Another obvious point: anyone who believes Hill's version of events should ponder why she filed an opinion piece in the New York Times instead of a libel suit. I'd suggest it's because truth is a defense to libel.

Pure stupidity.

EnigmatiCore said...

To those answering "neither", you are being slippery. If you have one person claiming harassment and the other saying it did not happen, then "I don't know" is a valid answer but "neither" is a cop out. One is mostly telling the truth and one is mostly not.

Other comments:

"Pure stupidity."

I guess that could be the reason she wrote it, but I doubt it.

"Get a grip."

You believe that such a thing can never happen? I hope you are right. I suspect, however, that people everywhere, including in Venezuela, never thought that it would happen to them. People always know better.

Simon said...

Ann - we will see. But I'm not holding my breath. I see no reason to believe a word from Hill's mouth, any more now than then.

Willis' post is the usual pablum about Thomas, and doesn't deserve the dignity of a response.

Pogo said...

1) In the 1990s, Hill. Now? Thomas.
2) In the 1990s, I believed Bill. Rabidly. Now, after Monica et al, I never believe anything Bill Clinton says. I don't know the Jones case well enough to say whether she is being truthful.
3) Conservative.
4) "Totalitarian movement"? The left always sees this arising in the right, when, as Orwell noted, the true seeds are in the left, hence communism and socialism and national socialism and now the soft fascism of Britain.

But keep looking to the right while it sneaks up port side.

MadisonMan said...

Isn't libel notoriously difficult to prove?

I agree it would stir things up. But why give the book more publicity, if it's libelling you?

Simon said...

Enigmaticore: if you don't like "neither," I'll put it this way: I don't care. I have no interest in that. Here's what I know about Bill Clinton and Scooter Libby: regardless of how they arrived at such a point in their lives, regardless of the circumstances around them, they were put under oath before a grand jury and made a statement they knew to be a lie. That's perjury. It's enough to send someone to jail, and it's enough to impeach a civil officer of the United States, up to and including a President. So I don't care about Paula Jones and her tawdry little allegations, and I think one can indeed answer that question "neither."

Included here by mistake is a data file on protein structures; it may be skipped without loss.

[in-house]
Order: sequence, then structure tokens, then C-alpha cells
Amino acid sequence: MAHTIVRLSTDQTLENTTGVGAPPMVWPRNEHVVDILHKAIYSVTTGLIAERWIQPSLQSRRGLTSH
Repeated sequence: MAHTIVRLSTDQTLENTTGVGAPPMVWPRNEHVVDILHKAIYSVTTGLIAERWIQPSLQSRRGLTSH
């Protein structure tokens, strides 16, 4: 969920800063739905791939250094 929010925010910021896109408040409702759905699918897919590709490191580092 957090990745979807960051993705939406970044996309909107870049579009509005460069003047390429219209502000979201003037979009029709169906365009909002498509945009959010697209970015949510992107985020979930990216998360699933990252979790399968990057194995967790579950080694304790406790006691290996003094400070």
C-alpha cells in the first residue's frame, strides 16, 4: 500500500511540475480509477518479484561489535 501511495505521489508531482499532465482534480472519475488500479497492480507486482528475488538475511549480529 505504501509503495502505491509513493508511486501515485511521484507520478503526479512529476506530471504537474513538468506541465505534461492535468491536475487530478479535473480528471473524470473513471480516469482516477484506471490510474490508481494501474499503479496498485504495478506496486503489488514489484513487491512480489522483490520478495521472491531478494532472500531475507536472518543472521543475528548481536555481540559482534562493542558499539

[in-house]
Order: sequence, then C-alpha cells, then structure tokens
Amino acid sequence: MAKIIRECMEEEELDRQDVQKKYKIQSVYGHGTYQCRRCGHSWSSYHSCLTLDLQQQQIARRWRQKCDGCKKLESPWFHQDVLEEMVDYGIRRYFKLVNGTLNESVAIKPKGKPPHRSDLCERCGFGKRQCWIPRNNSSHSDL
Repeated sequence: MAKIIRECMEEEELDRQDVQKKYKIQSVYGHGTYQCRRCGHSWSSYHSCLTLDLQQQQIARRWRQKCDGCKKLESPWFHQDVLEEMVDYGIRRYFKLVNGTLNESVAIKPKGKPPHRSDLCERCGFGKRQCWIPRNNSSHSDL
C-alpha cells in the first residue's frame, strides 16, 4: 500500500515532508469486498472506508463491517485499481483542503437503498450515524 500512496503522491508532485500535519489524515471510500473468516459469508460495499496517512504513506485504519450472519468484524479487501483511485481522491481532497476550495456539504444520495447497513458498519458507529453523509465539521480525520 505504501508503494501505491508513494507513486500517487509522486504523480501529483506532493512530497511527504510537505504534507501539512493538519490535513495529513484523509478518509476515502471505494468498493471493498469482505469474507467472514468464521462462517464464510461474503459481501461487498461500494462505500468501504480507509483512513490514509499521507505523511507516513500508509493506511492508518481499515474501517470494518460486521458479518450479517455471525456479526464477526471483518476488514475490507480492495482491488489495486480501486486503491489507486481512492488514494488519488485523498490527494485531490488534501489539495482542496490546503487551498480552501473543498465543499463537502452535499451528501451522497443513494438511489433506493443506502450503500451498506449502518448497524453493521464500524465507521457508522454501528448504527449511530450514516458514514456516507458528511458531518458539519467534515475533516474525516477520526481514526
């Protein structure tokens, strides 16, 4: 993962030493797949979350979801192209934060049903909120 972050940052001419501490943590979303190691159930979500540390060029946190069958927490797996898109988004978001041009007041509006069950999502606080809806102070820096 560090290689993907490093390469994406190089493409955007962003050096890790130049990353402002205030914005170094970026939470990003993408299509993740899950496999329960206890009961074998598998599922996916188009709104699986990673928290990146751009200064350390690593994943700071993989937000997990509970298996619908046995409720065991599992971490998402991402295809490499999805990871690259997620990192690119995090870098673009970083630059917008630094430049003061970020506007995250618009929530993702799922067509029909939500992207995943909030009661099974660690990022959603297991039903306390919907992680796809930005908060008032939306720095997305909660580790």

EnigmatiCore said...

"Maybe, in fact, the facts make us partisan rather than our partisanship making up our facts. "

In some cases, I can see that. Which is why I said that one really needs to look at their overall approach.

If you think that Hill lied and Clinton lied, but that Bush did not shade the truth and that Tom Delay was the victim of a witch hunt and that Vitter needs to be forgiven and Craig did nothing wrong and that Ried is knee deep in shenanigans and Hillary is corrupt, and so on and so on, then it gets harder to believe that it is the facts leading to beliefs rather than beliefs leading to beliefs of what the facts are.

Similarly, if you think Bill was the victim of many false attacks aimed at bringing him down, Thomas got away with being a sexual brute, Hillary is the victim of a VRWC, that Republicans are all about Duke Cunningham and Bernie Keric while Hsu could happen to anyone and Murtha's cozy deals are nothing to be concerned about and that Bush lied and people died and the Swift Boat vets were lying liars who lied, just like Petraeus, odds are you have decided that nothing is true except your political agenda.

And (speaking to the crowd here), in your gut you know if the shoe fits. You'll dismiss the thought, but you know it despite the effort to ignore it. The question is, will you intentionally continue to bury your humanity? Is politics that important to you?

As you say "yes" to yourself, I hope you have pangs or regret.

EnigmatiCore said...

Simon-- I don't care is 'better'.

But neither is wanting to have tea and no tea. It only works in cheesy videogames about sarcastic books.

Paul Zrimsek said...

The question is, will you intentionally continue to bury your humanity?

Oh, for fuck's sake. GET A GRIP.

Simon said...

OT:

Pogo said...
"'Totalitarian movement'? The left always sees this arising in the right, when, as Orwell noted, the true seeds are in the left, hence communism and socialism and national socialism and now the soft fascism of Britain."